I noted this earlier in the week but the Iowa Republican polled 399 likely Iowa Republican voters on their preference come 2012. Former Arkansas Governor and current Fox News talk show host Mike Huckabee finished on top garnering 22 percent while former Massachusetts Governor Mitt Romney finished second with 18 percent. Newt Gingrich, the former Speaker of the House from Georgia, finished "surprisingly well" in their view with 14 percent in third place. Sarah Palin finished fourth with 11 percent. Texas Congressman Ron Paul garnered 5 percent, while Pawlenty, and South Dakota Senator John Thune each received 1 percent. Former US Senator Rick Santorum garnered support in the poll but it did not surpass the one percent threshold. He clearly has some work to do.

It is difficult to foresee Rick "man on dog" Santorum differentiating himself in what's likely to be a crowded field. He's not especially well versed on economic issues which will likely dominate both the GOP contes and the general election. Neither is Sarah Palin but she has a ready made cult following though I suspect that her support will continue to erode slowly but surely over the next 18 months.

Of course a year and five months out, anything can happen but Santorum faces an uphill climb on fundraising and name recognition. The field of 2012 Republican prospects includes far better-known names, including national figures Newt Gingrich, Mike Huckabee, Sarah Palin and Mitt Romney not to mention next door neighbor Tim Pawlenty who has also made frequent visits to the Hawkeye State.

 

Quick Hits

Some other items making the rounds today.

The Iowa Republican polled 399 likely Iowa Republican voters on their preference come 2012. Former Arkansas Governor and current Fox News talk show host Mike Huckabee finished on top garnering 22 percent while former Massachusetts Governor Mitt Romney finished second with 18 percent. Newt Gingrich, the former Speaker of the House from Georgia, finished "surprisingly well" in their view with 14 percent in third place. Sarah Palin finished fourth with 11 percent. Texas Congressman Ron Paul garnered 5 percent, while Pawlenty, and South Dakota Senator John Thune each received 1 percent. Former US Senator Rick Santorum garnered support in the poll but it did not surpass the one percent threshold. Mississippi Governor Haley Barbour and Texas Governor Rick Perry did not register any support in the poll. Twenty three percent of those surveyed remain undecided.

Not mentioned above is Gary Johnson, the former New Mexico Governor, much to the chagrin of Andrew Sullivan who today has a post on the libertarian-minded Johnson entitled A Man Who Deserves to be Viable in 2012.

Down in the Palmetto State, Alvin Green said he is not quitting the race even after his indictment on a felony charge of obscenity. The Chair of the Democratic Party in South Carolina, Carol Fowler, issued a statement calling for Greene to resign from the race.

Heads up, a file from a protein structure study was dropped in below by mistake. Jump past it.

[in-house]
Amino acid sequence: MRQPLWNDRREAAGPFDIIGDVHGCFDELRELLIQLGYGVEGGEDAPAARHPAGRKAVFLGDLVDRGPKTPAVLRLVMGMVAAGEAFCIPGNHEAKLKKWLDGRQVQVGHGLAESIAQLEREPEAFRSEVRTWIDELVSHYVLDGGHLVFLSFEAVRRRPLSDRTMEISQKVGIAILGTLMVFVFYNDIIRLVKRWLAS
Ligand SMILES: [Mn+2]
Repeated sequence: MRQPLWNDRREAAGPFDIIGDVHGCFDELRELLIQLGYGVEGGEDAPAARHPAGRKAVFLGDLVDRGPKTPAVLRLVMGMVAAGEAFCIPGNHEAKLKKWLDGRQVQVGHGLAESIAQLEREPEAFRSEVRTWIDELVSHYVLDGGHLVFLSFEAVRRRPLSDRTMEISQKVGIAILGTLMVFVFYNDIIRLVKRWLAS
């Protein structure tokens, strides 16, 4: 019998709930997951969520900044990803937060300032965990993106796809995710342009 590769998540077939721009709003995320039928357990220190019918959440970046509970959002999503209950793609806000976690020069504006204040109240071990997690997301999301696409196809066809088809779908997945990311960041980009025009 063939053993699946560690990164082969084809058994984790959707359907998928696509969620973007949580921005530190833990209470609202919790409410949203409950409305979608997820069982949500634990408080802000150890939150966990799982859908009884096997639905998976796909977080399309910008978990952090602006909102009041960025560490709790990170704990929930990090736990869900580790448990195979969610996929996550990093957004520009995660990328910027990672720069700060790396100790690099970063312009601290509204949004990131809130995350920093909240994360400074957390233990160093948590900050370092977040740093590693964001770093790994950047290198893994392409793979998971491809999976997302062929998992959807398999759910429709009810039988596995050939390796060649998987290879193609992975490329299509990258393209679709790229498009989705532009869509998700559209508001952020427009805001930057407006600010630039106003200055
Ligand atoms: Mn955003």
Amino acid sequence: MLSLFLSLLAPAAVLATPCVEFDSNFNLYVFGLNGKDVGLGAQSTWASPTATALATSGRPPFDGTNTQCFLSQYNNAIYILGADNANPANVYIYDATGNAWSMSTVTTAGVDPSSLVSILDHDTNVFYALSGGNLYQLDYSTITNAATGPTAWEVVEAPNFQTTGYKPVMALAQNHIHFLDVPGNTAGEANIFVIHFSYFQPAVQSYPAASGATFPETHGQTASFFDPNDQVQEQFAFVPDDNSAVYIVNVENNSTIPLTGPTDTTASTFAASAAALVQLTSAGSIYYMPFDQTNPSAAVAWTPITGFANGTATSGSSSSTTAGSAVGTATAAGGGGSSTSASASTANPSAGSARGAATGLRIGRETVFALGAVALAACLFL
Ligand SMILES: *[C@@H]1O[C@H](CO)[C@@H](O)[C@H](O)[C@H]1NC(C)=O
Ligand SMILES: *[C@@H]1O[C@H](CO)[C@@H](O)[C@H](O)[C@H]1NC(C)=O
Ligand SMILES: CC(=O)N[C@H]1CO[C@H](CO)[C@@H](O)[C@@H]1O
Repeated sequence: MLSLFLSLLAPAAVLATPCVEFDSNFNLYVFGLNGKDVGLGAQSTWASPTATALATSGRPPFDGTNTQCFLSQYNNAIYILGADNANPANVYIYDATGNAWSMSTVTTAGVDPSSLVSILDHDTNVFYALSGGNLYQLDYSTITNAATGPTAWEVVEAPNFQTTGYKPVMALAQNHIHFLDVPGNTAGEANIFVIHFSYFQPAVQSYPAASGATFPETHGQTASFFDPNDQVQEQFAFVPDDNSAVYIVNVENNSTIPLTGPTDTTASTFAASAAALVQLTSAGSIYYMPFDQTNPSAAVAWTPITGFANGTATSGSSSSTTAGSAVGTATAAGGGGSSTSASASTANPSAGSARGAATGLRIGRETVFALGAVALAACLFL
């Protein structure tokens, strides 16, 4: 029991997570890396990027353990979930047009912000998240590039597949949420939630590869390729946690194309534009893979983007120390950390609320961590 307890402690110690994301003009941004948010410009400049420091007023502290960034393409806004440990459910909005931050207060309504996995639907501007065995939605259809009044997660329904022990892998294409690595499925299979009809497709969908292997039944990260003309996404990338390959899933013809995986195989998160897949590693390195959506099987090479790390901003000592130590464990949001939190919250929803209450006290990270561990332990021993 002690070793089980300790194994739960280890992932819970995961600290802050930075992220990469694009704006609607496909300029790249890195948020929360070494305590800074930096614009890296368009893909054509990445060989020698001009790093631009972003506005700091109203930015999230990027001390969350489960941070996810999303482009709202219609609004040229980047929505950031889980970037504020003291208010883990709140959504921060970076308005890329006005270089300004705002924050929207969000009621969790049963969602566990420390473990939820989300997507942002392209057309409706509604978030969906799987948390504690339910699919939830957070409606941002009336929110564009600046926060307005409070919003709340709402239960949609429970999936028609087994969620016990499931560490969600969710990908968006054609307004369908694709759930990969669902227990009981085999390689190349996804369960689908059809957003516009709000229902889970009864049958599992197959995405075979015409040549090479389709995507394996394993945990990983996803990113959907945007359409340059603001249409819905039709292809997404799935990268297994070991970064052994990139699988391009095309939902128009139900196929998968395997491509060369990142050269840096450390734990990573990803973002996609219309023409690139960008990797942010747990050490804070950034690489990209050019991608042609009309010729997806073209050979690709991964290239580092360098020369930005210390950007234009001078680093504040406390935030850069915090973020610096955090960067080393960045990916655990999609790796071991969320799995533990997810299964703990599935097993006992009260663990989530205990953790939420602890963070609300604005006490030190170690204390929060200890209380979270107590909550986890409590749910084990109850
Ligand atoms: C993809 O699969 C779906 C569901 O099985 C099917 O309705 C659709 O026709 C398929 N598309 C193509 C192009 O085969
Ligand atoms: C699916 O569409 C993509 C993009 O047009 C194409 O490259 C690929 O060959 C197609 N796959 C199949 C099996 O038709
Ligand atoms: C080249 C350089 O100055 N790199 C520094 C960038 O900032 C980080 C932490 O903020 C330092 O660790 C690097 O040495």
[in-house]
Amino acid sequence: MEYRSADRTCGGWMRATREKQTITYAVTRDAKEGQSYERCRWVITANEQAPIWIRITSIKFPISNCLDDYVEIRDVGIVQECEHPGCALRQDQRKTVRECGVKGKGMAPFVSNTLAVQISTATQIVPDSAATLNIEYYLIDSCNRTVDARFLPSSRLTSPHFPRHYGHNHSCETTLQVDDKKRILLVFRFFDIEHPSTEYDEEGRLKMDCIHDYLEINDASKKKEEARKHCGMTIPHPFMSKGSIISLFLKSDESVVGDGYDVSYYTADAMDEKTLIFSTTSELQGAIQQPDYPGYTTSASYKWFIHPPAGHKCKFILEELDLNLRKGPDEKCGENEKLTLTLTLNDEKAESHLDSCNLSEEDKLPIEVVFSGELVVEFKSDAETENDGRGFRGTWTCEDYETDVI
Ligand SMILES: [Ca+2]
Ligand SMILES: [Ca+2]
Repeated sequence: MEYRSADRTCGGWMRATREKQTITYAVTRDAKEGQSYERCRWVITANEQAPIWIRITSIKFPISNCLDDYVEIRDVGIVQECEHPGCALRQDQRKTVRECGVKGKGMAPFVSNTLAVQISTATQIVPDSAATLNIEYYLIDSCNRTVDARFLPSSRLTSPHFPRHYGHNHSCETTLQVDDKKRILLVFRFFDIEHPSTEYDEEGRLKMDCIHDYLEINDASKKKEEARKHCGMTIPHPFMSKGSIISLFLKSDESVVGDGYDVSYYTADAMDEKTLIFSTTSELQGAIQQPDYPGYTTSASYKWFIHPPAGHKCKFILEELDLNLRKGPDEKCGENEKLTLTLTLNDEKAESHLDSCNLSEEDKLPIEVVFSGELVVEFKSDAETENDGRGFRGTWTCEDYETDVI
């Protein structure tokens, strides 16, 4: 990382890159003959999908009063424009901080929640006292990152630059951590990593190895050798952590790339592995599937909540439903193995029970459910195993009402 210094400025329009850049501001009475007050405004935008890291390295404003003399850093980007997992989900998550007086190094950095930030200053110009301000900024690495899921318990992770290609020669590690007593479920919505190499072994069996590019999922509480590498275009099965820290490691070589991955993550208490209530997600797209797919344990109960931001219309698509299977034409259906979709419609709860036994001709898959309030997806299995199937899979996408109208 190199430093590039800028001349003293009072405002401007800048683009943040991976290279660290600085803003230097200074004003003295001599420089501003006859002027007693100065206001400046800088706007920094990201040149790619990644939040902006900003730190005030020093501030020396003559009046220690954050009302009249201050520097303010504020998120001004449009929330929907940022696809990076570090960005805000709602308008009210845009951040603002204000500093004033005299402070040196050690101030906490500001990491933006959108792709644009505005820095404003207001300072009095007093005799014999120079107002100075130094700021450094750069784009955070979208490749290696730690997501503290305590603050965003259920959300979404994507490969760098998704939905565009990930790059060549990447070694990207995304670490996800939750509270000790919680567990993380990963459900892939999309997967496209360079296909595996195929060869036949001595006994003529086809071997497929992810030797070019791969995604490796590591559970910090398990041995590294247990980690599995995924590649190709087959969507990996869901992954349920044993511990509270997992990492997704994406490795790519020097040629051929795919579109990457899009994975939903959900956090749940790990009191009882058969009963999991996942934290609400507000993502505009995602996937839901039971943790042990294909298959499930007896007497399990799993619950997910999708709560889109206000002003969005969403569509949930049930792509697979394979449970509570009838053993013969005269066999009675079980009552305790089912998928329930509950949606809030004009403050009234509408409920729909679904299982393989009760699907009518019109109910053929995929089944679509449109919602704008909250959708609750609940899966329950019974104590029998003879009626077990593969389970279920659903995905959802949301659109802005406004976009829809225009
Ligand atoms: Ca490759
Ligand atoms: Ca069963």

A panel of three judges from the Ninth Circuit Court of Appeals in San Francisco has granted a stay preventing the resumption of gay marriages in California until at least the end of the year. The Ninth Circuit panel - Judges Edward Leavy, Michael Hawkins and Sidney Thomas - also expedited the case's appeal. During the week of Dec. 6, a separate, randomly selected panel of the Ninth Circuit will take up the request by Prop. 8 proponents to throw out Walker's ruling. More from the San Francisco Chronicle.

The Obama Administration is planning to expand opportunities for Americans to travel to Cuba, the latest step aimed at encouraging more contact between people in both countries, while leaving intact the decades-old embargo against the island’s Communist government, according to Congressional and administration officials. The New York Times has more on the story. This move is not likely to please many. On the right, any reapprochement with Cuba is too much. On the left as long as the embargo remains in place, it is just window dressing. Moreover, the US has no leverage to speak of. It is now Spain and Brazil that have been able to extract concessions from Cuba. In July, the Spanish Foreign Minister Miguel Angel Moratinos secured the release of 52 political dissendents held in Cuban prisons.

Jeb Bows Out, Thune Prepping While Santorum Heads to Iowa

Dubbed the "the candidate hiding in plain sight" and deemed by many especially among mainline conservatives and neo-conservatives as perhaps the best hope for the GOP to win back the White House, former two term Florida Governor Jeb Bush today quashed speculation that had been building in recent weeks that he was considering a presidential run in 2012.

The argument for Jeb Bush ran something like this: each of the other presumed front runners have obvious perhaps fatal flaws and thus only Jeb Bush can pull together the disparate threads of the GOP. Moreover, he has strong conservative credentials, is the only Republican ever to win two terms of the Sunshine state, has a political pedigree second to none even if tarnished by his older brother, can appeal to the all-important Hispanic population with his Mexican-born wife in tow, is perceived as less divisive on social issues who would thus appeal to independents, would do well in his home state that electoral vote rich battleground state that has often decided presidential elections and unlike older brother can speak in complete sentences.

Despite the growing speculation that he was at least considering a run in 2012, today when asked Louisville’s ABC affiliate WHAS following an event for Rand Paul if he was eying the White House, Jeb Bush was adamant. “I am not running for president,” he said.

Politico has more on Jeb Bush's denial of interest.